Imagine it's 1787 and I am a delegate who has time-traveled from 2015 to consider the adoption of the Constitution (as amended today). I argue for and against the Second Amendment from a more prescient perspective, given the degree of gun violence currently plaguing the nation. The style of writing is a bit tongue-in-cheek and should be read with an old-timey accent in mind.
As I sit here on the eve of the Constitutional Convention, the merits of certain provisions in what will likely become the guiding legal document of a nascent nation have come into question. Few aspects of our lives will escape the reach of this founding charter, either as a result of its clearly delineated powers or those stipulations explicitly limiting its powers. The absence of legal standing to effect change through legislation is, after all, just as powerful – if not more so – as the license to build coalitions and govern by consent. If by present decree, I preclude future citizens of their prerogative to address an unforeseen scourge, am I not depriving them of the very right that I am now exercising, the right to vote and affect one’s own fate? With that ponderous caveat in mind, I am left to ruminate on the benefits of the proposed Second Amendment to the Constitution.
"A well regulated Militia, being necessary to the security of a free State, the right of the people to keep and bear Arms, shall not be infringed."
How well regulated is the militia to be, and what does that regulation entail? Moreover, will a militia always be “necessary to the security of a free State,” or may some other measures assure our security in the future, therefore rendering the amendment moot?
Does the “right of the people” refer to a collective right, or is it an individual right? Furthermore, if the militia is to be well regulated, is it not a contradiction in logic that, when disaggregated from the auspices of the militia, people – be they collective or individual in nature – cannot be regulated as well?
And what are the “Arms” in question? Could arms not become miniaturized, so as to be concealed from a constable’s view? And might they become even more technologically advanced than their current iteration? (Recent leaps in rifling technology provided our riflemen with a salient advantage over Red Coats in our revolution.) Might we not, then, be opening Pandora’s box by legally sanctioning future weaponry beyond our current ken, thus impeding the ability of future legislatures to regulate the possession of yet unknown and perhaps far more lethal arms? Moreover, can there be no limitations on the categories of arms to be borne? Will this not engender an unstable environment, a ripe race for the most modern, powerful, and lethal weaponry?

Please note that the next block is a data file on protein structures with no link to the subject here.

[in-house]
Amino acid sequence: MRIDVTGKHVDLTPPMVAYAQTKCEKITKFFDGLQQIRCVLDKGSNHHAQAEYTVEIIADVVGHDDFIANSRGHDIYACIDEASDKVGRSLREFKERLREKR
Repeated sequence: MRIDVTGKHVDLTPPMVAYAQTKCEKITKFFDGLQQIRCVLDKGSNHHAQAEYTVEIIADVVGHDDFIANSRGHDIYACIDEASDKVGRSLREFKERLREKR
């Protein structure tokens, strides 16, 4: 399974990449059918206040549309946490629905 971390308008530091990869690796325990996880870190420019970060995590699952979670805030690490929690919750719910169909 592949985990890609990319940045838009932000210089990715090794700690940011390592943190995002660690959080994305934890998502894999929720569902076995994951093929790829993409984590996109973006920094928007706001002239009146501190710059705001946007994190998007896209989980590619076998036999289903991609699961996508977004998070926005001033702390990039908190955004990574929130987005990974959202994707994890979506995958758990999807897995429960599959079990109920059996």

And what of the right to bear arms un-infringed? In the course of civilized conduct, are there not certain grounds we hold hallowed, grounds in which arms have no place? Should criminals be allowed to bear arms? Those seeking to commit harm? Children?
If it is evident that my line of questioning tends toward the dubious, it is because I am skeptical – skeptical of the unintended consequences that may arise from this amendment’s passage. Nevertheless, there are aspects of it that may, under certain circumstances, garner praise. An armed citizenry might stand as a bulwark against tyrannical government, though this in turn makes me question the very nature of our proposed Constitution. Are we not creating a federalist system replete with checks, balances and the separation of powers, the type that strangles tyranny in its infancy? If we are – which I believe to be the case – why, then, do we require an armed citizenry, susceptible to rabble rousing, demagoguery or, worse, capable of individual nullification of the law – and life – via the barrel of a musket?
I have heard some of my esteemed colleagues claim the Second Amendment is also a mechanism designed to protect citizens from would-be attackers. Upon further inspection, this argument does not stand up to the rigors of reason. Due to the mutable nature of arms, a weapon intended for self-defense is also one capable of offense, depending on the agency and intent of its bearer. If arms were to be mounted to the front door of a home to ward off invaders, like cannon to a castle, then, and only then, can my colleagues’ claims be given credence. Instead, the proposed amendment promotes a society in which access to arms is sacrosanct – arms in the street, in the church, in the legislature, in the school, and in the tavern. I simply cannot see the merit to such a perilous proposition.
We fought the revolution for life, for liberty, and for the pursuit of happiness. I must inquire, do we have such little faith in our aptitude for self-governance, as bequeathed to us by the Constitution before us, that we must consecrate into law the one amendment capable of depriving us of all other liberties in an instant – in a flash of a muzzle – this looming right to keep and bear arms?
Jesse Schwartz is a recent graduate of the Robert F. Wagner Graduate School of Public Service at New York University.